2) Details specific actions for meeting fiscal goals. It isn’t enough to set a fiscal target; the President must also provide specific policy proposals to achieve the goal. The partial discretionary spending freeze President Obama discussed last night is a good start, but stabilizing the debt likely will require changes to Social Security, Medicare, Medicaid, defense, and tax policy as well.

3)Avoids using gimmicks. The President’s budget must be able to meet his fiscal targets without relying on any budget gimmicks. For example, assuming that certain policies will expire when they are unlikely to can make it seem easier to stabilize the debt. Relying on unspecified savings (sometimes called “magic asterisks”), such as those suggested by a fiscal commission, also would be problematic – unless some type of “trigger” were put in place to implement tangible policies if an agreement could not be reached.

4) Enforces fiscal targets through budget rules and process reform. To codify his proposed targets, we encourage the President to insist on fiscal rules – such as an exemption-free PAYGO, statutory budget caps, and a debt trigger – to help maintain the fiscal path Congress chooses. Other reforms designed to bring transparency, order, and a focus on the long-term to the budget process also would be helpful.

“This is a critical year for the budget,” said Maya MacGuineas, president of the Committee for a Responsible Federal Budget. “As the White House pivots from focusing on economic recovery to reducing the deficit, it needs to start the discussion by presenting an aggressive and credible budget. But the story doesn’t end there. It is an election year and President Obama will have to use a good deal of his political capital to get Congress to work with him on enacting any of the tough measures he is willing to put forth.”

 


Click here for a pdf version of this release.

For press inquiries, please contact Kate Brown at (202) 596-3365 or brown@newamerica.net.

 

CRFB Reacts to the State of the Union Address

CHAIRMAN
Bill Frenzel
Tim Penny
Charlie Stenholm

 
PRESIDENT
Maya MacGuineas
­­­
 
DIRECTORS
Barry Anderson
Roy Ash
Charles Bowsher
Steve Coll
Dan Crippen
Vic Fazio
Willis Gradison
William Gray, III
William Hoagland
Douglas Holtz-Eakin
Jim Jones
Lou Kerr
Jim Kolbe
James Lynn
James McIntrye, Jr.
David Minge
Jim Nussle
Marne Obernauer, Jr.
June O'Neill
Rudolph Penner
Peter Peterson
Robert Reischauer
Alice Rivlin
Martin Sabo
Gene Steuerle
David Stockman
Paul Volcker
Carol Cox Wait
David M. Walker
Joseph Wright, Jr.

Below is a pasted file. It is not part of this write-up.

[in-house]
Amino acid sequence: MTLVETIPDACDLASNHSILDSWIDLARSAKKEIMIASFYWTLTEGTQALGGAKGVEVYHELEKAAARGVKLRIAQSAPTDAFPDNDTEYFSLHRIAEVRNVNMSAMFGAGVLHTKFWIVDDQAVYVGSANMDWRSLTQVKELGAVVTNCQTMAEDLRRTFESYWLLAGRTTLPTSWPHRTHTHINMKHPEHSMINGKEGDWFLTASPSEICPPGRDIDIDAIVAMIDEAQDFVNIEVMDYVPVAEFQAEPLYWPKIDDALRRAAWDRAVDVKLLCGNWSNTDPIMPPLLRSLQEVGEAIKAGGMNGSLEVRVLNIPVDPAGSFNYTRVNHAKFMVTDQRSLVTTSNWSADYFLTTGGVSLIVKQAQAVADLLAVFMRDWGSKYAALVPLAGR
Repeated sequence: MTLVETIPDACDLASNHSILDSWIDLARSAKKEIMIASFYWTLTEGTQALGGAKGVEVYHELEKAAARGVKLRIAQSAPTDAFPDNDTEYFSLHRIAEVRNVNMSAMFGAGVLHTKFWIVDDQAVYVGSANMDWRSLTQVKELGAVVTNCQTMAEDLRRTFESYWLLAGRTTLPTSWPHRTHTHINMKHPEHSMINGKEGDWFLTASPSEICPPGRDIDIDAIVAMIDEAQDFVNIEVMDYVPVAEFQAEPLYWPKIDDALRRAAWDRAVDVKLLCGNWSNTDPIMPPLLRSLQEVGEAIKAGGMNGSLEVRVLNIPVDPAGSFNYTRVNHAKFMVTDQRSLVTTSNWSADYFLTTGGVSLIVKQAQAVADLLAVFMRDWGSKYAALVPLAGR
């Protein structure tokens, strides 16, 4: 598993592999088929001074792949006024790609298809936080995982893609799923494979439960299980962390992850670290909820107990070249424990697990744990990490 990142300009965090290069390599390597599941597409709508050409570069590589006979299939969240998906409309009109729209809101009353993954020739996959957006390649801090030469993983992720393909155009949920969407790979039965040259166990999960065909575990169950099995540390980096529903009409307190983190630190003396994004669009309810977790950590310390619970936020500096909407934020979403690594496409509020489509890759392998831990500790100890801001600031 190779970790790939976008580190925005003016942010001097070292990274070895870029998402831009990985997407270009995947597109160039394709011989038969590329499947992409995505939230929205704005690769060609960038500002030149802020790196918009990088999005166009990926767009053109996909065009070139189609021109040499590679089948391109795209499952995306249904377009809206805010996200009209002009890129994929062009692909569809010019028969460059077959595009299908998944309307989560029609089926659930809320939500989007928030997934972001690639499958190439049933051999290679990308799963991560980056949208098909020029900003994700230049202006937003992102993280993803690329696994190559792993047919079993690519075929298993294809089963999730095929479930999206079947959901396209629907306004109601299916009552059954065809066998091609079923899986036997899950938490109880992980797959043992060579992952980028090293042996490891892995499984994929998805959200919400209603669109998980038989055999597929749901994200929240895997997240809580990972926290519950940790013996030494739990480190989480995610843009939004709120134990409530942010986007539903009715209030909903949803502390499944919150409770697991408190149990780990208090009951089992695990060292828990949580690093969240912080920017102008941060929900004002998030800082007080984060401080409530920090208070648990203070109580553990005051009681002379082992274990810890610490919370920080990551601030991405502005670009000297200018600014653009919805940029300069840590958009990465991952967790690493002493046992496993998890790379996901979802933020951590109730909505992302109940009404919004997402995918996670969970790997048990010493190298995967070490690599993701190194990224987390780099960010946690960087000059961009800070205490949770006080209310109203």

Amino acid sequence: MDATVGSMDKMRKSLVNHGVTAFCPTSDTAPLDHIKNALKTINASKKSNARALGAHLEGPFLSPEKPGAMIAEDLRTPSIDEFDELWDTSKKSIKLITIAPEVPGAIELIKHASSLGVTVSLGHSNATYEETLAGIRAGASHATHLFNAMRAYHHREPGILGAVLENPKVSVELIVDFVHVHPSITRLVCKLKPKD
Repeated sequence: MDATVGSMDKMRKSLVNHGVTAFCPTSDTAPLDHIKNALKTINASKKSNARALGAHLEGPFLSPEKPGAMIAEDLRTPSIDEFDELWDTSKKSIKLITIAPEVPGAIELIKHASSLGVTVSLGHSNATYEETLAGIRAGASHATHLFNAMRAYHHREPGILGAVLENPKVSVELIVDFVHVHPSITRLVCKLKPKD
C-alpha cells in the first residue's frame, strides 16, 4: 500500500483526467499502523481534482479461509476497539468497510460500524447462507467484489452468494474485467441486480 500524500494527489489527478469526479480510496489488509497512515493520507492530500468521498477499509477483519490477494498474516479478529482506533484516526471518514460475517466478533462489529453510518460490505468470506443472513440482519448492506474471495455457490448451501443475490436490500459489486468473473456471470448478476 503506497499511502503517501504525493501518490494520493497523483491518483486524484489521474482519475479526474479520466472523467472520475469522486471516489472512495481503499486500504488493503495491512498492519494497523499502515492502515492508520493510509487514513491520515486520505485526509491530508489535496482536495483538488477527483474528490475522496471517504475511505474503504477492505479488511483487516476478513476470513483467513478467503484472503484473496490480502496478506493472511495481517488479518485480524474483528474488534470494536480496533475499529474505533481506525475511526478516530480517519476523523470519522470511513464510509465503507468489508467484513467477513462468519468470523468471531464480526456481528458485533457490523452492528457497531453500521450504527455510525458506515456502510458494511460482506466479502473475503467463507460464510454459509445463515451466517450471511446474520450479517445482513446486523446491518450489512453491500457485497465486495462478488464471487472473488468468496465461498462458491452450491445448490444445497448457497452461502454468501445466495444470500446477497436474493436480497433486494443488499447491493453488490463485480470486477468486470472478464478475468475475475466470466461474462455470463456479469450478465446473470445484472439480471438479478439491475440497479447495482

SENIOR ADVISORS
Elmer Staats
Robert Strauss


CRFB Reacts to the State of the Union Address
January 27, 2010



The Committee for a Responsible Federal Budget commends President Obama for his focus on deficit reduction in his State of the Union address, and hopes that he will follow through by pressing Congress to enact medium- and long-term deficit reduction policies over the next year.

As the President remarked tonight, we find ourselves in a “massive fiscal hole… a challenge that makes all others that much harder to solve.” And he argued, rightly so, that “if we do not take meaningful steps to rein in our debt, it could damage our markets, increase the cost of borrowing, and jeopardize our recovery.”

The President offered three proposals, in particular, which would be promising steps in the right direction:

  • A three-year non-security discretionary spending freeze, beginning in fiscal year 2011, and enforced by a veto, if necessary;
  • A bipartisan fiscal commission – created by executive order and fashioned after the Conrad-Gregg proposal – to provide a specific set of solutions to our fiscal problems;
  • The reinstatement of statutory pay-as-you-go laws (although as we’ve mentioned before, we are concerned about the large number of exemptions).

“We are thrilled that President Obama understands the threat of ever-rising debt, and is making some concrete proposals to begin to address it,” said Maya MacGuineas, President of the Committee for a Responsible Budget. “But actions speak louder than words. In the coming weeks and months, we urge the President to bring together members of both parties and begin taking concrete actions to stabilize the debt once the economy recovers.” 

 


Click here for a pdf version of this release.

For press inquiries, please contact Kate Brown at (202) 596-3365 or brown@newamerica.net.

 

Syndicate content